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Economic Overview

Published 13 December 2022

Economic Overview

Global Economy

The global economy has been heavily buffeted this year by inflationary pressures that have been steadily slowing growth. Last year, according to the International Monetary Fund (IMF), the world economy grew by 6.0%, as it rebounded from the previous year’s pandemic-induced recession, the most severe since the Second World War and which saw the global economy contract by 3.0%. In its latest report (October 2022), the IMF is forecasting real (inflation adjusted) global growth to be 3.2% this year and then only 2.7% in 2023, with ‘the balance of risks firmly tilted to the downside’. The advanced economies as a group are forecast to grow by 2.4% this year and then only 1.1% next year, with US growth expected to be 1.6% in 2022 and only 1.0% in 2023. Growth in the Euro zone (3.1% this year and only 0.5% in 2023) and in Japan (1.7% and 1.6%) is also expected to be less than robust. Most of the developing world is also facing stresses, with China forecast to expand by only 3.2% this year and 4.4% in 2023, although India is expected to grow more rapidly, with growth rates forecast to be 6.8% and 6.1% over this period.

This general forecast of weak but still positive global growth is predicated on economies being able to overcome what the IMF terms ‘steep challenges’, these being ‘the lingering effects of three powerful forces: the Russian invasion of Ukraine, a cost-of-living crisis caused by persistent and broadening inflation pressures, and the slowdown in China’. The IMF also notes that ‘more than a third of the global economy will contract this year or next, while the three largest economies – the United States, the European Union and China – will continue to stall. In short, the worst is yet to come’.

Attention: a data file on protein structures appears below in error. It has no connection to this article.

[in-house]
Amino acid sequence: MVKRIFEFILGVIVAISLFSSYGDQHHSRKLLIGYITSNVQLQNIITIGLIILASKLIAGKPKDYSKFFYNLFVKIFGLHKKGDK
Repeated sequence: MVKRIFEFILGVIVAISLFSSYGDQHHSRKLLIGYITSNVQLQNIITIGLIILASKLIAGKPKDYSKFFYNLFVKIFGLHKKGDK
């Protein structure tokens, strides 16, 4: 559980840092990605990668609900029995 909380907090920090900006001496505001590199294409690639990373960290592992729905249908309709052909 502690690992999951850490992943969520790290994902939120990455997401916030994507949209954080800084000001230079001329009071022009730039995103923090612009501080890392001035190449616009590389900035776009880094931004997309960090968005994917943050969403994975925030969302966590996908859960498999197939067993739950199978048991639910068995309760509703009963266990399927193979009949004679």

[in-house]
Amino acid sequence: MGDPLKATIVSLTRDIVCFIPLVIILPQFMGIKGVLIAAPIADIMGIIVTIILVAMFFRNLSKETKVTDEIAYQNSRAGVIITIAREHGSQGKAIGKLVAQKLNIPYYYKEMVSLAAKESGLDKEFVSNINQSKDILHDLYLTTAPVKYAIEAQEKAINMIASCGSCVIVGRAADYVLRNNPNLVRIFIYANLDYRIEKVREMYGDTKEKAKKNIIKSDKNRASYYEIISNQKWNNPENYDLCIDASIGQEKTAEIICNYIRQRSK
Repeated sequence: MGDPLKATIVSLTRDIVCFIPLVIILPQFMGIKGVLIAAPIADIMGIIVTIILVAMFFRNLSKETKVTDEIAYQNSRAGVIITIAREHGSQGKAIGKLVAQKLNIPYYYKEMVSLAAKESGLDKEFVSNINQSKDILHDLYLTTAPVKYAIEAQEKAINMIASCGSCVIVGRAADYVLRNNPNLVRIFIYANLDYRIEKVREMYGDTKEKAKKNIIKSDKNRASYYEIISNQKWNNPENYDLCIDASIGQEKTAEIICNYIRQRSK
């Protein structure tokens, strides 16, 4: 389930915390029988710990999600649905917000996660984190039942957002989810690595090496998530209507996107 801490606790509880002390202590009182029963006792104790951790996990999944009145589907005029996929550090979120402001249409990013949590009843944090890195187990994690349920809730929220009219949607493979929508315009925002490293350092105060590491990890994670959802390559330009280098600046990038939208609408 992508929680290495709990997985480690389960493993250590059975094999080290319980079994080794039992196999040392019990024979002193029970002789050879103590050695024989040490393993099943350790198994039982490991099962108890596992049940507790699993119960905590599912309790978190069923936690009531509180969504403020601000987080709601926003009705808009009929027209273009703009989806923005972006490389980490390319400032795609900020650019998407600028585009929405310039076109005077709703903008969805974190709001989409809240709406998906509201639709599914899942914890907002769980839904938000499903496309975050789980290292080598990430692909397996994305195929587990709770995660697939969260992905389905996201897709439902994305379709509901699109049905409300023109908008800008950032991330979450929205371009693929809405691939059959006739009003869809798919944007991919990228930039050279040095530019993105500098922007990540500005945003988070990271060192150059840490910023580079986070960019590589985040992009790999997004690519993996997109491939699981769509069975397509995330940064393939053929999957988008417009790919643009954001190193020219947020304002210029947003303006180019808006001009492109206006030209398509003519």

This slowdown is being hastened by a rapid tightening of monetary policy, including hefty interest rate increases that the IMF argues ‘will work their way through the economy, weighing demand down and helping to gradually subjugate inflation’.

Investor Opportunities

It is important to keep market declines in perspective as global share markets have until recently enjoyed a long bull run. Over the full 2021 calendar year, major market rises included 27% for the broad US market, 21% for the Nasdaq, 14% for the UK, 16% for Germany, 29% for France, 5% for Japan, 5% for China, 22% for India and 13% for the Australian market. Furthermore, these strong rises followed a very strong bull market through 2019 and 2020 in most cases. As such, by the start of this year some markets had been looking quite fully valued.

This year has seen significant declines for many of the major markets but this means that many stock markets are now more attractively priced than previously and appear better value than other investments, such as bonds or cash. Looking ahead, this recent market correction, although mostly the result of tragic circumstances, could offer an opportunity for investors focused on longer-term returns to access markets that may have already ‘priced in’ much of the negative news.

Stay invested

Our advice to investors is to stay well diversified across asset sectors such as through our diversified funds, which comprise the Fiducian Capital Stable, Balanced, Growth and Ultra Growth Funds. Certainly, now is not a time to panic, to sell out in haste and to potentially realise capital losses in some cases. We believe that it is better to stay invested and ride through the current period of market correction, after which share markets could potentially resume an upwards trajectory in time. We also strongly advise against trying to pick the bottom of this market.